Actor Park Yong-woo, No More ‘Good Guy’


When actor Park Yong-woo showed up last Sunday at an indoor set in Taejon, he looked different. Gone was the soft image he had shown in previous roles. Instead, he was slimmer, which gave a sharp and sad impression, and most noticeably, he wasn’t wearing his trademark warm smile.

For his new film “Beautiful Sunday,” Park said he had to get rid of his “good guy” image.

“When a person is pushed to an edge, they become keen and lose weight. I wanted to deliver such impression,” Park said Sunday during a news conference followed by the shooting of the film at the set.

“I think my face doesn’t give audiences a strong impression, so I tried to lose weight to give my face a sharper outline,” he added.

He lost about eight kilograms for the film by adopting an intensive diet and also because of his demanding schedule. His schedule was so tight that he had to get an injection of Ringer’s solution, or nutrient shot, several times while filming.

Directed by Jin Kwang-gyo and co-starring Namgung Min, “Beautiful Sunday” is a thriller about two men who put themselves in danger for their loved ones.

In the film, Park plays veteran detective Kang, who makes a dirty deal with a criminal gang to save his wife.

The scene that Park shot on Sunday involved his character meeting Min-woo (played by Namgung) who visits Kang to confess that he killed his wife.

Park made his debut as a television actor in 1994 but had mainly played minor roles of a handsome man in numerous typical melodramas in TV and movies until he starred in last year’s hit historical piece “Blood Rain.”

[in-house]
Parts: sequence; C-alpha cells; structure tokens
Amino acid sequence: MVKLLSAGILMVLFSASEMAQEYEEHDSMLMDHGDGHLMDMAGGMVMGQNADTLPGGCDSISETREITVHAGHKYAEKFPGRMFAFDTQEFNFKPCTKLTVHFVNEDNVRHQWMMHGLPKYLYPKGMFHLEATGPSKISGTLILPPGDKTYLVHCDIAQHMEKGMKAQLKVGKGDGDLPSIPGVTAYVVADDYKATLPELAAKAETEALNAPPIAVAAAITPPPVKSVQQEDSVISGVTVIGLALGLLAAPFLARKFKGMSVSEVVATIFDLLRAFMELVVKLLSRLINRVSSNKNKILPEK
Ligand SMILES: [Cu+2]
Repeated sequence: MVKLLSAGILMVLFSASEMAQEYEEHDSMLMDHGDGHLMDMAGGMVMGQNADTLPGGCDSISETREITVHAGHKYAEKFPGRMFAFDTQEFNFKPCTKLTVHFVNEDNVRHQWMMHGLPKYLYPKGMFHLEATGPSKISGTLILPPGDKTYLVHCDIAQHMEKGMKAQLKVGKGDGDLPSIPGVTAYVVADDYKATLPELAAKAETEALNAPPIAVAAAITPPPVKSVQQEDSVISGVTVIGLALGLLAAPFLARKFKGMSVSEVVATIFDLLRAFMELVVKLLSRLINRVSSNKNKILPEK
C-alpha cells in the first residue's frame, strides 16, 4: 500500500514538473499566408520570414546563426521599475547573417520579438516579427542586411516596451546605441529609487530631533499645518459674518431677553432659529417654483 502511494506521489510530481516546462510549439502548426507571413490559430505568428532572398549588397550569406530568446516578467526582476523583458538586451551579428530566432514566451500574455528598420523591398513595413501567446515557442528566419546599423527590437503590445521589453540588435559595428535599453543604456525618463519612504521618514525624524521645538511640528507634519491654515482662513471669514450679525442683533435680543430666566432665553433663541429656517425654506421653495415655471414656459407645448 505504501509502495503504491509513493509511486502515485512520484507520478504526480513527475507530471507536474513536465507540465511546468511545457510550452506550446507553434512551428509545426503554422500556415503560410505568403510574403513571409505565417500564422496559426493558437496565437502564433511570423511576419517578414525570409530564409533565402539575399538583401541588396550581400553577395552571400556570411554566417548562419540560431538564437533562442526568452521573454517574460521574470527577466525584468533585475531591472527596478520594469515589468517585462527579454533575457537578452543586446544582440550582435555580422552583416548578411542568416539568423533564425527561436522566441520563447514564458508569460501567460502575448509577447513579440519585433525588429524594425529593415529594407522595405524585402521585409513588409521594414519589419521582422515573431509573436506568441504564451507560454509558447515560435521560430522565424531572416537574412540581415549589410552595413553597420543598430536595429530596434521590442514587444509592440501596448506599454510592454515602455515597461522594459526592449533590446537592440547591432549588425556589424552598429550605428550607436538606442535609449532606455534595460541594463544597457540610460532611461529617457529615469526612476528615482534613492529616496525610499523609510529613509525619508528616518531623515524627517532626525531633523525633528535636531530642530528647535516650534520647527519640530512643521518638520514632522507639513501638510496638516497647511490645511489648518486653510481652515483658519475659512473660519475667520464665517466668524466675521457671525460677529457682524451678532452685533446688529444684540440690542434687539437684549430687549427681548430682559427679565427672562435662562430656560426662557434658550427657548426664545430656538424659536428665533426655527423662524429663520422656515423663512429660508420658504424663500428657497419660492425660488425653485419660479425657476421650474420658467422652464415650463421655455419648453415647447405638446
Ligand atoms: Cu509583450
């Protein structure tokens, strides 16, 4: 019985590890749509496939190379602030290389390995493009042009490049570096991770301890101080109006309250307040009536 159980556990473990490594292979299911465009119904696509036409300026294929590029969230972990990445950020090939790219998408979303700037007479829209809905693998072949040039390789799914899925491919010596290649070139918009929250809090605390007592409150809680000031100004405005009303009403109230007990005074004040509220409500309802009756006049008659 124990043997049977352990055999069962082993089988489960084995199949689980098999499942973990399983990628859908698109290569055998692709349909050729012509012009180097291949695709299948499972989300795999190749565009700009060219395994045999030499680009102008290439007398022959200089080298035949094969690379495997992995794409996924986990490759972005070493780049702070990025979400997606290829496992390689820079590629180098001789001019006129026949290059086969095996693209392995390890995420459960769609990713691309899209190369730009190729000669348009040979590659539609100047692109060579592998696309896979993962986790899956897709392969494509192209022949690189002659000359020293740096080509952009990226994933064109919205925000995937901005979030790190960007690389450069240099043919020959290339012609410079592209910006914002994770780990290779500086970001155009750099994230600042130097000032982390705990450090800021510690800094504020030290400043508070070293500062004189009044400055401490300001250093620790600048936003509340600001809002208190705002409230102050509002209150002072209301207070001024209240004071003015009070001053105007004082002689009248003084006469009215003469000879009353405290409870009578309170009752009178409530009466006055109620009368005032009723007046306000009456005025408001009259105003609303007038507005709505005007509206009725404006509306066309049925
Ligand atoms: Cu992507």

In “Blood Rain,” which the 34-year-old actor refers to as a turning point of his career, he challenged himself by playing a complex character who holds the secrets of a serial murder case.

Thanks to the success, he took more chances to show off his other charms and talents by playing comical characters in this year’s hit romantic comedy “My Scary Girl” and melodrama “My Piano.”

But the drastic change from comic characters to serious roles don’t seem to make things harder for the passionate actor.

“There is not much difference between ‘happy’ and ‘gloomy’ characters. It’s just a matter of different genres. I don’t think my comic characters can appeal to the audience forever,” Park said.

Due to his impressive performances in recent movies, Park has become one of most-sought actors in Chungmuro, the Korean equivalent to Hollywood.

But Park thinks that his “popularity can disappear any time,” and tries to do his best in what he does.

“I just want to take a ‘leading’ role in a movie. It’s different from the distinction between main and supporting roles. Even if you only appear in a few scenes, if you can successfully offer the audience impressive performances, you are a leading character in the audience’s mind,” Park said.

Park has completed another thriller film “Choyonghan Sesang (quiet world),” which will open later this year. In the film, he is also a tough and wild detective, who investigates a case of a missing girl.

Regarding the different roles that he has played, he said that self-conviction is the most important factor for him in choosing a film.

“Even though a film is so good, my first question is if I can do it or not. Without a firm conviction, I can’t play my character in the film.” Park said.

“Beautiful Sunday” has been in production since June, and the production will be completed in September for release early next year.

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By Kim Tae-jong
Staff Reporter
Aug 28, 2006

Source: The Korea Times